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    2a_n +a_{n-1} =0

    where a_0 =2

    i get as the solution a_n =2(-2)^n which should be -½ not -2

    but what is a_1 and\ a_2 because that's what i kinda guess my answer off i got -4 and 8 which of course is wrong so can someone point me in the right direction?
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    (Original post by will'o'wisp2)
    2a_n +a_{n-1} =0

    where a_0 =2

    i get as the solution a_n =2(-2)^n which should be -½ not -2

    but what is a_1 and\ a_2 because that's what i kinda guess my answer off i got -4 and 8 which of course is wrong so can someone point me in the right direction?
    You can rewrite your relation as a_{n+1}=-\frac{1}{2}a_n by mapping n \mapsto n+1 (ie increasing each subscript by 1) and rearranging for a_{n+1}

    So a_1=-\frac{1}{2}(2)=-1 and a_2=\frac{1}{2} - two conditions which are not satisfied by your solution.
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    (Original post by RDKGames)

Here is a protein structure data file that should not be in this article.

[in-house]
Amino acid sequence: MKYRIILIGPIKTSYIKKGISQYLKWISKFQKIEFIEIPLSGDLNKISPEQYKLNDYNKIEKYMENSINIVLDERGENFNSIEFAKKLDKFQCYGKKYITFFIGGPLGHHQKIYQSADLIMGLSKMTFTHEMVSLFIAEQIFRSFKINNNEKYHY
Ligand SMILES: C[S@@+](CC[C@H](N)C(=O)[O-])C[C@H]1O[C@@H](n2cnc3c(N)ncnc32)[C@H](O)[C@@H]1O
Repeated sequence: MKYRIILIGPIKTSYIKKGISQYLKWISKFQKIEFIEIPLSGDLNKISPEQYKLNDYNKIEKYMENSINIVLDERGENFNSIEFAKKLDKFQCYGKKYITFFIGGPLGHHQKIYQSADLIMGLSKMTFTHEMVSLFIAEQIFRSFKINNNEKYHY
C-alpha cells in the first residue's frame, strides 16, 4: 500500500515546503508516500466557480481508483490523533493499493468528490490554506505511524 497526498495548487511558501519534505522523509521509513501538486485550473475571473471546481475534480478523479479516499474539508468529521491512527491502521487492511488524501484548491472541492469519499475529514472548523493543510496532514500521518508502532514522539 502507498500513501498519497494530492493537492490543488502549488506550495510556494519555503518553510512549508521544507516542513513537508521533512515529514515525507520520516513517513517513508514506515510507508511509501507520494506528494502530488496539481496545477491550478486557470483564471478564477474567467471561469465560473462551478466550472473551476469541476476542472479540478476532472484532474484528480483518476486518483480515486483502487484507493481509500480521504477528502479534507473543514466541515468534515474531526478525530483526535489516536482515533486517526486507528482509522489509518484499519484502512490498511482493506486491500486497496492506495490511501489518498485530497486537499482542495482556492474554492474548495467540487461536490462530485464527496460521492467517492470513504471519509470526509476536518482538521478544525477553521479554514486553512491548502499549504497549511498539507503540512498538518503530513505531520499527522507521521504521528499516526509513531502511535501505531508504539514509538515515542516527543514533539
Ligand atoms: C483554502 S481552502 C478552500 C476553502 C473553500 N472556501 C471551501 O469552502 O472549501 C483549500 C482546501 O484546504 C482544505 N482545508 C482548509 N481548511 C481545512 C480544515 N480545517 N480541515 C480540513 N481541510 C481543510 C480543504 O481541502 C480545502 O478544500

You can rewrite your relation as a_{n+1}=-\frac{1}{2}a_n by mapping n \mapsto n+1 (ie increasing each subscript by 1) and rearranging for a_{n+1}

    So a_1=-\frac{1}{2}(2)=-1 and a_2=\frac{1}{2} - two conditions which are not satisfied by your solution.
    ah coolio, that's another thing then i need to note down

    thanks a bunch
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    (Original post by will'o'wisp2)
    ah coolio, that's another thing then i need to note down

    thanks a bunch
    No problem, also I meant to say that a_1=2 then, and a_2=-1 with a_3=\frac{1}{2}. Then proceed to find your solution, but instead of a_n write a_{n+1} as we increased them by 1. Then reduce the subscripts by 1 to their original state after you achieve it, as then the context of the question and conditions are satisfied.

    You can skip all of this increasing/decreasing if you just let k=n-1 to begin with in your Q and work in k's before you convert back to n's
 
 
 
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